And the bartender’s, like, “I don’t know. My dad and I had a tense relationship. He used to cheat on my mom, and I knew it was going on, but I didn’t tell her. I think it’s wrapped up in that somehow.”

And the guy’s, like, “Have you ever seen anyone about this?”

And the bartender’s, like, “Oh, yeah, I started seeing a therapist four years ago. But she says we’ve barely scratched the surface.”

So, at around this point, the twelve-inch pianist finishes up his sonata. And he walks over to the bar and climbs onto one of the stools. And he’s, like, “Listen, I couldn’t help but overhear the end of your conversation. I never told anyone this before, but my dad and I didn’t speak the last ten years of his life.”

And the bartender’s, like, “Tell me more about that.” And he pours the pianist a tiny glass of whiskey.

And the twelve-inch pianist is, like, “He was a total monster. Beat us all. Told me once I was an accident.”

And the bartender’s, like, “That’s horrible.”

And the twelve-inch pianist shrugs. And he’s, like, “You know what? I’m over it. He always said I wouldn’t amount to anything, because of my height? Well, now look at me. I’m a professional musician!”

And the pianist starts to laugh, but it’s a forced kind of laughter, and you can see the pain behind it. And then he’s, like, “When he was in the hospital, he had one of the nurses call me. I was going to go see him. Bought a plane ticket and everything. But before I could make it back to Tampa . . .”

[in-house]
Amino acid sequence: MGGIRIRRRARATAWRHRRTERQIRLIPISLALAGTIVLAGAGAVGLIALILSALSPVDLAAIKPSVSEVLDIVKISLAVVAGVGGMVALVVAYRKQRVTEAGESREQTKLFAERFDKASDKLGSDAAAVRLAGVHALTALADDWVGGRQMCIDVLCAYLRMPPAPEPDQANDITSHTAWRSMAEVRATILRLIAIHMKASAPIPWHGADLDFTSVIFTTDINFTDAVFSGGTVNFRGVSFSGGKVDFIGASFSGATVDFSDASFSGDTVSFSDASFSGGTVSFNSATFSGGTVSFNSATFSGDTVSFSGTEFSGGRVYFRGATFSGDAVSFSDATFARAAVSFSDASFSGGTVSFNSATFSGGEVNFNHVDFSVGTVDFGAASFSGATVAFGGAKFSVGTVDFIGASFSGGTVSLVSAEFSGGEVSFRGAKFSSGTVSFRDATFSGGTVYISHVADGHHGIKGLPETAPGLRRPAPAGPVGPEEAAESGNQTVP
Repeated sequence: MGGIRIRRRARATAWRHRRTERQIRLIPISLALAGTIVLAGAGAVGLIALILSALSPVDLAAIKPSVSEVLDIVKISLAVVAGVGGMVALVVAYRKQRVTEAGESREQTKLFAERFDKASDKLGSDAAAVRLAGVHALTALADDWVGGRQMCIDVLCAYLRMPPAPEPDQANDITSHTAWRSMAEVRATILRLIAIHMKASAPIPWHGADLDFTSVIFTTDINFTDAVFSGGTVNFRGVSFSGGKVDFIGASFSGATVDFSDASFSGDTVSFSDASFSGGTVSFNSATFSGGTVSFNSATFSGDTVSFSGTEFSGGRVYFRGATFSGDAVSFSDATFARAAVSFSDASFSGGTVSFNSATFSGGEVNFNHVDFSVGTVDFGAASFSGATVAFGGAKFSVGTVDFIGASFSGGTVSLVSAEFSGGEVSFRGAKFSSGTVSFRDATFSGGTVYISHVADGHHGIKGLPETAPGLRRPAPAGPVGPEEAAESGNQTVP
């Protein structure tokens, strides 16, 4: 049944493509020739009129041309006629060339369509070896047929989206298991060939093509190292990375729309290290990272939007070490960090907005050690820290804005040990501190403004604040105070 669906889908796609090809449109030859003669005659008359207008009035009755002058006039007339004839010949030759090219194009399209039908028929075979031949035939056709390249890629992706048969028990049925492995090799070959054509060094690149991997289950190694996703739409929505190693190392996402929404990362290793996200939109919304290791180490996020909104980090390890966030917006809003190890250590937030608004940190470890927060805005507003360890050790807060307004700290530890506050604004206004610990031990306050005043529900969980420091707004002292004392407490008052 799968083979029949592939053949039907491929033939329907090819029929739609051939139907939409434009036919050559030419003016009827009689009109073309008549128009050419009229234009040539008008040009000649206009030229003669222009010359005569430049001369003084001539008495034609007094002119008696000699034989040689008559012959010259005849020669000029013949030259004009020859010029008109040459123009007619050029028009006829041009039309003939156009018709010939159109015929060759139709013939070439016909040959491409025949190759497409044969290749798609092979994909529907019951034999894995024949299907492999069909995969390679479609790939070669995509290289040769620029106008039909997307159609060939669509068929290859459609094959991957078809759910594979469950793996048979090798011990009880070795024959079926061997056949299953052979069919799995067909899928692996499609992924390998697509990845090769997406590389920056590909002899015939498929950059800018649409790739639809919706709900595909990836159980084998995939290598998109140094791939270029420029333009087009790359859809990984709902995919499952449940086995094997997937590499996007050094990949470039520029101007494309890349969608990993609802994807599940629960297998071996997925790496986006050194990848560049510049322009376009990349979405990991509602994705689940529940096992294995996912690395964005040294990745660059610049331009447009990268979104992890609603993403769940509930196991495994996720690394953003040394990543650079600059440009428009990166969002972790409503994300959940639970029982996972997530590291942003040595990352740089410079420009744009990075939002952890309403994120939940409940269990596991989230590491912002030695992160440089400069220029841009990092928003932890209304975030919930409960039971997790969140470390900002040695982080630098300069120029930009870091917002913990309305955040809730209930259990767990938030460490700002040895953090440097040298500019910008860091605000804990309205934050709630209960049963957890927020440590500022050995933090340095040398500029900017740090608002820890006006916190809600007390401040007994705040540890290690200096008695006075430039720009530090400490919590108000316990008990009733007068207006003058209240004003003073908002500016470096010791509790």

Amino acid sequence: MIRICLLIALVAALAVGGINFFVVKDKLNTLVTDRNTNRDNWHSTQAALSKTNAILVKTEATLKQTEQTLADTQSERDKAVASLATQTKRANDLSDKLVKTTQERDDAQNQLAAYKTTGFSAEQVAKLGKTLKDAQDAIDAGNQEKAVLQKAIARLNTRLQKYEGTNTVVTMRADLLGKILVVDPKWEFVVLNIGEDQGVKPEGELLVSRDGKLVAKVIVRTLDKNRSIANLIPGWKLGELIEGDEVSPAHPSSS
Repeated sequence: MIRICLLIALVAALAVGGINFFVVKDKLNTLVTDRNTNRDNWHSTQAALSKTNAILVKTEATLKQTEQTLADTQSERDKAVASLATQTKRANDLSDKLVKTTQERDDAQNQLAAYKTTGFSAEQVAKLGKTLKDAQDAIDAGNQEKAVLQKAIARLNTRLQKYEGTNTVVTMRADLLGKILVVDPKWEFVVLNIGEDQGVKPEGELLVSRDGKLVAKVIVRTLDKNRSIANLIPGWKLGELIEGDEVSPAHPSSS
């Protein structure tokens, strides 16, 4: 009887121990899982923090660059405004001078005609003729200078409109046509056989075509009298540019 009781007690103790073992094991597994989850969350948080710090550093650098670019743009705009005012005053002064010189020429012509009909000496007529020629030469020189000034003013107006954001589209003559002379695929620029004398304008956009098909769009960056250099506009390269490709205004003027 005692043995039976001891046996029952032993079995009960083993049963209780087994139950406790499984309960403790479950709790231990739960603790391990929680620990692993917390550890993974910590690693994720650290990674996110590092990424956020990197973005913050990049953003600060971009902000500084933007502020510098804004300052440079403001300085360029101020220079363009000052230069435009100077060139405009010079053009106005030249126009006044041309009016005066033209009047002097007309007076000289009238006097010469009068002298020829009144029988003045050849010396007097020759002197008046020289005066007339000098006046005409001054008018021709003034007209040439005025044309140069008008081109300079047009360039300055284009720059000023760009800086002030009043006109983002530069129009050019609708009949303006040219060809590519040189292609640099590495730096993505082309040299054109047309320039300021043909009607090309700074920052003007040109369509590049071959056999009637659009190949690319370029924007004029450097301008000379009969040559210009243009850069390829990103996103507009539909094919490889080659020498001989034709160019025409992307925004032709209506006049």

And then he starts to cry. And he’s, like, “I just wish I’d had a chance to say goodbye to my old man.”

1974 Plymouth VoyagerAnd all of a sudden there’s this big cloud of smoke — and a beat-up Plymouth Voyager appears!

And the pianist is, like, “I said ‘old man,’ not ‘old van’!”

And everybody laughs. And the pianist is, like, “Your genie’s hard of hearing.”

And the bartender says, “No kidding. You think I wished for a twelve-inch pianist?”

And as soon as the words leave his lips he regrets them. Because the pianist is, like, “Oh, my God. You didn’t really want me.”

And the bartender’s, like, “No, it’s not like that.” You know, trying to backpedal.

And the pianist smiles ruefully and says, “Once an accident, always an accident.” And he drinks all of his whiskey.